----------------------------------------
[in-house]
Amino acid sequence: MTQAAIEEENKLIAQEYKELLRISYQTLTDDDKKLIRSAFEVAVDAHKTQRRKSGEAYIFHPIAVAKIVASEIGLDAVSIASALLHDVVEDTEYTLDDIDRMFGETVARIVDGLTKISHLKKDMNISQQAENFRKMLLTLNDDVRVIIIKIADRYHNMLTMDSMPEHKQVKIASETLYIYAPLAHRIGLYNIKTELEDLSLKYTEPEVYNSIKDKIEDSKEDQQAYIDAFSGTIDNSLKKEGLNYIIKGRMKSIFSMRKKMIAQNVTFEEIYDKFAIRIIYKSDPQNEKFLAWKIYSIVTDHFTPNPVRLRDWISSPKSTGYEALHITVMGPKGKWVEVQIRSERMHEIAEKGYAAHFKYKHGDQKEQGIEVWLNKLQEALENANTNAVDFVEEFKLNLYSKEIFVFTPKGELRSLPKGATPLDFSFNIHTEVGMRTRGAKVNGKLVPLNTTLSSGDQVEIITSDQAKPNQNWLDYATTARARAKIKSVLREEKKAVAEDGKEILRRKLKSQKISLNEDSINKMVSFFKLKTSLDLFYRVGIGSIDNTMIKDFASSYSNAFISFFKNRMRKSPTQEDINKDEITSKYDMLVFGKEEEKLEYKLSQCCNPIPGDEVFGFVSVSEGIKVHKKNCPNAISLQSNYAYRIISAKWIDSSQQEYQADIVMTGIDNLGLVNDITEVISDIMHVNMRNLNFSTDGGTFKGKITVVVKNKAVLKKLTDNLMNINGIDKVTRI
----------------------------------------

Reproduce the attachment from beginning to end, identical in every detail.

[in-house]
Amino acid sequence: MTQAAIEEENKLIAQEYKELLRISYQTLTDDDKKLIRSAFEVAVDAHKTQRRKSGEAYIFHPIAVAKIVASEIGLDAVSIASALLHDVVEDTEYTLDDIDRMFGETVARIVDGLTKISHLKKDMNISQQAENFRKMLLTLNDDVRVIIIKIADRYHNMLTMDSMPEHKQVKIASETLYIYAPLAHRIGLYNIKTELEDLSLKYTEPEVYNSIKDKIEDSKEDQQAYIDAFSGTIDNSLKKEGLNYIIKGRMKSIFSMRKKMIAQNVTFEEIYDKFAIRIIYKSDPQNEKFLAWKIYSIVTDHFTPNPVRLRDWISSPKSTGYEALHITVMGPKGKWVEVQIRSERMHEIAEKGYAAHFKYKHGDQKEQGIEVWLNKLQEALENANTNAVDFVEEFKLNLYSKEIFVFTPKGELRSLPKGATPLDFSFNIHTEVGMRTRGAKVNGKLVPLNTTLSSGDQVEIITSDQAKPNQNWLDYATTARARAKIKSVLREEKKAVAEDGKEILRRKLKSQKISLNEDSINKMVSFFKLKTSLDLFYRVGIGSIDNTMIKDFASSYSNAFISFFKNRMRKSPTQEDINKDEITSKYDMLVFGKEEEKLEYKLSQCCNPIPGDEVFGFVSVSEGIKVHKKNCPNAISLQSNYAYRIISAKWIDSSQQEYQADIVMTGIDNLGLVNDITEVISDIMHVNMRNLNFSTDGGTFKGKITVVVKNKAVLKKLTDNLMNINGIDKVTRI